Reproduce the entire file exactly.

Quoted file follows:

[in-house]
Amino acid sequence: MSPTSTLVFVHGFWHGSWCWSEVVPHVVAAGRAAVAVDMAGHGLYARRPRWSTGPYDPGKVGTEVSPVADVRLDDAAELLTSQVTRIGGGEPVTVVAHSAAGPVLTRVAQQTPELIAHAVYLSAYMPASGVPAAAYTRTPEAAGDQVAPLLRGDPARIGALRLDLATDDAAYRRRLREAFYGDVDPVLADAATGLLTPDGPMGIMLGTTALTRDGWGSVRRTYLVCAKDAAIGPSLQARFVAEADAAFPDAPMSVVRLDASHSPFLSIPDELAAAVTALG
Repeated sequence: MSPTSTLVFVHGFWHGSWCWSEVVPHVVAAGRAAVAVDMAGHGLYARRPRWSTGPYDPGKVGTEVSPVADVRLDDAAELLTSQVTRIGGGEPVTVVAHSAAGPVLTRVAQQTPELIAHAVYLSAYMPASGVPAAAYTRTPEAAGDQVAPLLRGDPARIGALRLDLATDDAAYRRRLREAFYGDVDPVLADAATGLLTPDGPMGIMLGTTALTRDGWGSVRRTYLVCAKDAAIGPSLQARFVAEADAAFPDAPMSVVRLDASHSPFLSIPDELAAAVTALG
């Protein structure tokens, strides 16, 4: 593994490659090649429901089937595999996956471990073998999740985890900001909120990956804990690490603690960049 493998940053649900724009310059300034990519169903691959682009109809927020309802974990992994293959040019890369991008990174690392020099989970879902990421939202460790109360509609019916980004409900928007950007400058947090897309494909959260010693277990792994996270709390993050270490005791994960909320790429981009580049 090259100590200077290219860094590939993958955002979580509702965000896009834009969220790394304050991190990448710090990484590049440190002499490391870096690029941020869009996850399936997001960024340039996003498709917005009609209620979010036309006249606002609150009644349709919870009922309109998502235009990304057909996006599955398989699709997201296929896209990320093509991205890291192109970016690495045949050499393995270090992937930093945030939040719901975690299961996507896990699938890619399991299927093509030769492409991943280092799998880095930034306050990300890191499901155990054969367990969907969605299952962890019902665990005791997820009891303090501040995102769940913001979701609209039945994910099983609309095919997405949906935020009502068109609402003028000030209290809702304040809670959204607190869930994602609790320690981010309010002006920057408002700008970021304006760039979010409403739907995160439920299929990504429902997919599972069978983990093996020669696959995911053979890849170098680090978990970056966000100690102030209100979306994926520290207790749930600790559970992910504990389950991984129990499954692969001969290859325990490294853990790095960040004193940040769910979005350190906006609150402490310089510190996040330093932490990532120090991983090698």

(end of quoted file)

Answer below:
[in-house]
Amino acid sequence: MSPTSTLVFVHGFWHGSWCWSEVVPHVVAAGRAAVAVDMAGHGLYARRPRWSTGPYDPGKVGTEVSPVADVRLDDAAELLTSQVTRIGGGEPVTVVAHSAAGPVLTRVAQQTPELIAHAVYLSAYMPASGVPAAAYTRTPEAAGDQVAPLLRGDPARIGALRLDLATDDAAYRRRLREAFYGDVDPVLADAATGLLTPDGPMGIMLGTTALTRDGWGSVRRTYLVCAKDAAIGPSLQARFVAEADAAFPDAPMSVVRLDASHSPFLSIPDELAAAVTALG
Repeated sequence: MSPTSTLVFVHGFWHGSWCWSEVVPHVVAAGRAAVAVDMAGHGLYARRPRWSTGPYDPGKVGTEVSPVADVRLDDAAELLTSQVTRIGGGEPVTVVAHSAAGPVLTRVAQQTPELIAHAVYLSAYMPASGVPAAAYTRTPEAAGDQVAPLLRGDPARIGALRLDLATDDAAYRRRLREAFYGDVDPVLADAATGLLTPDGPMGIMLGTTALTRDGWGSVRRTYLVCAKDAAIGPSLQARFVAEADAAFPDAPMSVVRLDASHSPFLSIPDELAAAVTALG
């Protein structure tokens, strides 16, 4: 593994490659090649429901089937595999996956471990073998999740985890900001909120990956804990690490603690960049 493998940053649900724009310059300034990519169903691959682009109809927020309802974990992994293959040019890369991008990174690392020099989970879902990421939202460790109360509609019916980004409900928007950007400058947090897309494909959260010693277990792994996270709390993050270490005791994960909320790429981009580049 090259100590200077290219860094590939993958955002979580509702965000896009834009969220790394304050991190990448710090990484590049440190002499490391870096690029941020869009996850399936997001960024340039996003498709917005009609209620979010036309006249606002609150009644349709919870009922309109998502235009990304057909996006599955398989699709997201296929896209990320093509991205890291192109970016690495045949050499393995270090992937930093945030939040719901975690299961996507896990699938890619399991299927093509030769492409991943280092799998880095930034306050990300890191499901155990054969367990969907969605299952962890019902665990005791997820009891303090501040995102769940913001979701609209039945994910099983609309095919997405949906935020009502068109609402003028000030209290809702304040809670959204607190869930994602609790320690981010309010002006920057408002700008970021304006760039979010409403739907995160439920299929990504429902997919599972069978983990093996020669696959995911053979890849170098680090978990970056966000100690102030209100979306994926520290207790749930600790559970992910504990389950991984129990499954692969001969290859325990490294853990790095960040004193940040769910979005350190906006609150402490310089510190996040330093932490990532120090991983090698």